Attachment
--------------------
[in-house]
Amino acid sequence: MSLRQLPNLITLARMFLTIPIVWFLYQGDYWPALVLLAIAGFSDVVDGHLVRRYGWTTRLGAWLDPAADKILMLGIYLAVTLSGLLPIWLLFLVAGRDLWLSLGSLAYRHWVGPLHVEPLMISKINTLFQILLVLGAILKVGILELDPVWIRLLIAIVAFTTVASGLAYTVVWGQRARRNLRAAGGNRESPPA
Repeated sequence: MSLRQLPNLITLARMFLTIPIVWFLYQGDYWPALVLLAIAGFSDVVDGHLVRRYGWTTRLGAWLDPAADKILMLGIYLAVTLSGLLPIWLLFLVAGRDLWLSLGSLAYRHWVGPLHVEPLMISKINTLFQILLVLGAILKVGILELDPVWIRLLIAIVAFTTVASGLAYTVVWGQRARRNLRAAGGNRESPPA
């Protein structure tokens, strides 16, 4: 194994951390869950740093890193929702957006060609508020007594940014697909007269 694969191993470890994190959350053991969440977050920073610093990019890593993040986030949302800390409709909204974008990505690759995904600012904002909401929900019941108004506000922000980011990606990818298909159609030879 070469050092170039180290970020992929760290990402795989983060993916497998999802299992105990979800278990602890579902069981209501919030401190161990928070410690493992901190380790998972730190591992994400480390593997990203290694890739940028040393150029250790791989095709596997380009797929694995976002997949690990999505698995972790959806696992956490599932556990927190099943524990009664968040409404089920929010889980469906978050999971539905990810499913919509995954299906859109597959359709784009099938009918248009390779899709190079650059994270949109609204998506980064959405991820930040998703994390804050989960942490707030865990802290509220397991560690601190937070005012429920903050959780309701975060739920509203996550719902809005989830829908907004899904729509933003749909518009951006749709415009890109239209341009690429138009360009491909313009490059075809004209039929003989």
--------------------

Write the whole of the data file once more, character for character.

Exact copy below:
[in-house]
Amino acid sequence: MSLRQLPNLITLARMFLTIPIVWFLYQGDYWPALVLLAIAGFSDVVDGHLVRRYGWTTRLGAWLDPAADKILMLGIYLAVTLSGLLPIWLLFLVAGRDLWLSLGSLAYRHWVGPLHVEPLMISKINTLFQILLVLGAILKVGILELDPVWIRLLIAIVAFTTVASGLAYTVVWGQRARRNLRAAGGNRESPPA
Repeated sequence: MSLRQLPNLITLARMFLTIPIVWFLYQGDYWPALVLLAIAGFSDVVDGHLVRRYGWTTRLGAWLDPAADKILMLGIYLAVTLSGLLPIWLLFLVAGRDLWLSLGSLAYRHWVGPLHVEPLMISKINTLFQILLVLGAILKVGILELDPVWIRLLIAIVAFTTVASGLAYTVVWGQRARRNLRAAGGNRESPPA
């Protein structure tokens, strides 16, 4: 194994951390869950740093890193929702957006060609508020007594940014697909007269 694969191993470890994190959350053991969440977050920073610093990019890593993040986030949302800390409709909204974008990505690759995904600012904002909401929900019941108004506000922000980011990606990818298909159609030879 070469050092170039180290970020992929760290990402795989983060993916497998999802299992105990979800278990602890579902069981209501919030401190161990928070410690493992901190380790998972730190591992994400480390593997990203290694890739940028040393150029250790791989095709596997380009797929694995976002997949690990999505698995972790959806696992956490599932556990927190099943524990009664968040409404089920929010889980469906978050999971539905990810499913919509995954299906859109597959359709784009099938009918248009390779899709190079650059994270949109609204998506980064959405991820930040998703994390804050989960942490707030865990802290509220397991560690601190937070005012429920903050959780309701975060739920509203996550719902809005989830829908907004899904729509933003749909518009951006749709415009890109239209341009690429138009360009491909313009490059075809004209039929003989």